Even during his professional career, Lieuwen returned to Cranbrook every summer.

“Everyone here knows everybody and that’s what I love about it,” he says. “You can go out and do your errands and you run into two or three people you know, or you go to the bank and see the same people standing there every day that you get to know. That’s something that I really enjoyed [in juniors].”

Lieuwen found his way into the national spotlight as a 19-year-old with his play in Ice’s losing bid for the Memorial Cup in Mississauga in 2011, and was subsequently drafted by the Buffalo Sabres that summer.

It was a dream come true, and while it was difficult to leave the comforts of Cranbrook the following year, he had an amazing time as a pro hockey player.

“I got married right before I turned pro, so for both of us it was an adventure to travel around and play hockey wherever I was sent,” he say. “The year I played in the NHL was my highlight year [and] I played a lot of games in the American League and I played really, really well [too].

“I’ll never forget my first NHL win. Things like that you never forget.”

During his time on the road, Lieuwen played for the Rochester Americans, the Greenville Road Warriors, the San Antonio Rampage, the Colorado Eagles, and the Sabres.

A lot of the big cities were a far cry from Cranbrook, but he never forgot where he’d come from.

“[What I learned in Cranbrook] is that there’s no person too small [and] we’re all equal,” he explains. “It’s important that no matter who it is, whether it is a kid or a diehard fan, whatever, you treat them all the same.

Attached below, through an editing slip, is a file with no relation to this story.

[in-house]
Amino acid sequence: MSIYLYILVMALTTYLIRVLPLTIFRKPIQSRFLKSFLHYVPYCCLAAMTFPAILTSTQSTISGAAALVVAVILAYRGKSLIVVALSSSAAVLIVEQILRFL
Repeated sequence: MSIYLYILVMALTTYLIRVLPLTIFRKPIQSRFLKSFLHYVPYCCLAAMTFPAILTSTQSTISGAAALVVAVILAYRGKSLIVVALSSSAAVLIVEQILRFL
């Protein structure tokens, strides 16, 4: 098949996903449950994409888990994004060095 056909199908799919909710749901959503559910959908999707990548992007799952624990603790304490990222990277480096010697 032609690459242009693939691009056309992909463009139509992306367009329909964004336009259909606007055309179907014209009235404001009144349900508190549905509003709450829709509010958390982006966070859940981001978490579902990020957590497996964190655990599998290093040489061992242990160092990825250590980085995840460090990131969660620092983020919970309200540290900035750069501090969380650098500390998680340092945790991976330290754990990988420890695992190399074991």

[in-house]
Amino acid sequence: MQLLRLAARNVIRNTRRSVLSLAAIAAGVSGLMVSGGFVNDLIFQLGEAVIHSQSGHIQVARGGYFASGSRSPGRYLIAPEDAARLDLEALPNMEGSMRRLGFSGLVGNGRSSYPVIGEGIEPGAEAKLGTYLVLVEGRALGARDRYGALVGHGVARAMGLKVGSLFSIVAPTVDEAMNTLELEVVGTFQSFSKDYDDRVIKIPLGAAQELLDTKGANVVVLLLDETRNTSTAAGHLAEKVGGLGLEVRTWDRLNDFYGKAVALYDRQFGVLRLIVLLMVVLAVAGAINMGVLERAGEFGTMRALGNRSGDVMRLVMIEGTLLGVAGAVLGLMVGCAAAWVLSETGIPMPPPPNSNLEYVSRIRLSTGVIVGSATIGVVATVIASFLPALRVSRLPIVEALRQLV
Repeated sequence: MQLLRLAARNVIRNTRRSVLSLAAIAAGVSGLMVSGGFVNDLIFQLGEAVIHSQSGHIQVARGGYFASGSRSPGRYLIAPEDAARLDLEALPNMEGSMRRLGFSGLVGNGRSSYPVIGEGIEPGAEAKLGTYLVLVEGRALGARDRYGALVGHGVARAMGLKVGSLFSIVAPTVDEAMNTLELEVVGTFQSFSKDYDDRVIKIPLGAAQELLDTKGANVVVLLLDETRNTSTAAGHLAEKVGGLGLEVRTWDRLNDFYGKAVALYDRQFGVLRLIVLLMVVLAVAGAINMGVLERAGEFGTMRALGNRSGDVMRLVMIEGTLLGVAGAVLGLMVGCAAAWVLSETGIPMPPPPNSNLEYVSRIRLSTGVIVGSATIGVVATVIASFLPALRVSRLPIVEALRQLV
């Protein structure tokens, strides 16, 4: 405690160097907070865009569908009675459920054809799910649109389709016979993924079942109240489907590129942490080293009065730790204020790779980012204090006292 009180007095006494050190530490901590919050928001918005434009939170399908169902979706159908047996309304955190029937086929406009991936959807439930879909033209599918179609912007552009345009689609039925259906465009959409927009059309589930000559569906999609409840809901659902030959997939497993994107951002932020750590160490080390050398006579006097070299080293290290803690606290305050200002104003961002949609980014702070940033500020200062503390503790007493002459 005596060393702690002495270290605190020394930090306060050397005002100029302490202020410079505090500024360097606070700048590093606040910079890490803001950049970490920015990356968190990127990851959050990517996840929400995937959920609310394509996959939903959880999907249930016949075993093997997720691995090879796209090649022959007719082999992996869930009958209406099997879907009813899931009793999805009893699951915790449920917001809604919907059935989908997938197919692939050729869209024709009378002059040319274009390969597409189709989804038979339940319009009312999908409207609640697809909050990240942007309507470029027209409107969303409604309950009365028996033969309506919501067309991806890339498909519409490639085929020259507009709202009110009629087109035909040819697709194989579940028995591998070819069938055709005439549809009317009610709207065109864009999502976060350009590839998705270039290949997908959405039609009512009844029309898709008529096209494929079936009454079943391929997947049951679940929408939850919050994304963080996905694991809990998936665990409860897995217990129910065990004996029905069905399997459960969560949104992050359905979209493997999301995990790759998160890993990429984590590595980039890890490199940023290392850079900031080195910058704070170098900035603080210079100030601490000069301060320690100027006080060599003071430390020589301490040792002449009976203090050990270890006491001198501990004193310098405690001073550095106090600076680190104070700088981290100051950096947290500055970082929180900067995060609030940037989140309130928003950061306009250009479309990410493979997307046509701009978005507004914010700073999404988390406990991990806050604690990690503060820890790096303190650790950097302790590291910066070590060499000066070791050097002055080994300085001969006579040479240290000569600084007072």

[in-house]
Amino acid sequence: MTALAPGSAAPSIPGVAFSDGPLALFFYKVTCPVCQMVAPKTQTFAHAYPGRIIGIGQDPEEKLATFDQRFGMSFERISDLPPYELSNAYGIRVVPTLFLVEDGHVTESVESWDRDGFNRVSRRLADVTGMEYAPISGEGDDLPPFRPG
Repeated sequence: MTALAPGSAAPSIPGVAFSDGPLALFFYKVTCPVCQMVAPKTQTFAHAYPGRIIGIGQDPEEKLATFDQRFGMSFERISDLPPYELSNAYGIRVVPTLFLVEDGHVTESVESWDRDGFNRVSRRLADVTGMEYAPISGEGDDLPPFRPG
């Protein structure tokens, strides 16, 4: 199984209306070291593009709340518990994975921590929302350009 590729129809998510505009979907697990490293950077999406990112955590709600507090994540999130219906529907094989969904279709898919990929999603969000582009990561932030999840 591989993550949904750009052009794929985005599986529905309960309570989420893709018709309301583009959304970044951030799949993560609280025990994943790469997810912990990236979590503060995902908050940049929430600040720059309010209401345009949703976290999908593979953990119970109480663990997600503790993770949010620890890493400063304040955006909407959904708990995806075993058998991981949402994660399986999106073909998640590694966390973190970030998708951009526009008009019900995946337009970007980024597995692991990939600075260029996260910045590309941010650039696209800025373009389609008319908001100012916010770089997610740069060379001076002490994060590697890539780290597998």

“They come up to you and they’re excited, of course if they want an autograph, they can have one, and if they want to talk hockey, I will sit there and talk to them. I think that’s important for hockey players to take forward the image of hockey but also as people.”

Lieuwen says that is one of the greatest things about Kootenay Ice fans, they care about the people more than the player, and he’s always carried that mentality with him.

“The fans love to see the players come here and they love to watch them play and they love to see them go and succeed,” he says. “So many fans, if you tell them, ‘Hey, this player who played for the Ice, he’s now this and he’s got a family’, they care to hear about that.

“I think it’s cool that the community isn’t just hockey ‘deep’, they like to know that these kids are real people and that they can be a part of that.”

Overall, Lieuwen knows that he’s had a very successful hockey career. He was part of one of best Kootenay Ice teams in history, played in the Memorial Cup, won a gold medal with Canada at the 2008 Ivan Hlinka U18 tournament, played in the NHL, competed at the Spengler Cup, and had plenty more priceless memories.

“I don’t think I can ever complain or be upset about the amazing career I had,” he says. “I got to do so many great things, I got to go to so many cool places and I got to play a lot of good hockey.

“Obviously, the adventure ended early, but it doesn’t make what I did any less special, it doesn’t mean that we have to put a shade over that. It’s just as good, even though I had to end it early.”

Although Lieuwen isn’t sure of his next step — the “wound is still pretty open” — he’s happy to be in Cranbrook as he plans his next step.

He has plenty to keep him distracted here, with the recent arrival of his first child, a son named Wesley Brian Lieuwen who is less than two months old.

“Having a new son is special,” he says. “It’s a really cool time for my family. It kind of brought us together through all this [and] I think that’s been a big focus.”

As for career prospects, once he’s ready, he’d like to continue working in hockey. Lieuwen believes that he has a good analytical mind for the game that could serve him well as a coach or hockey team staff member of some kind.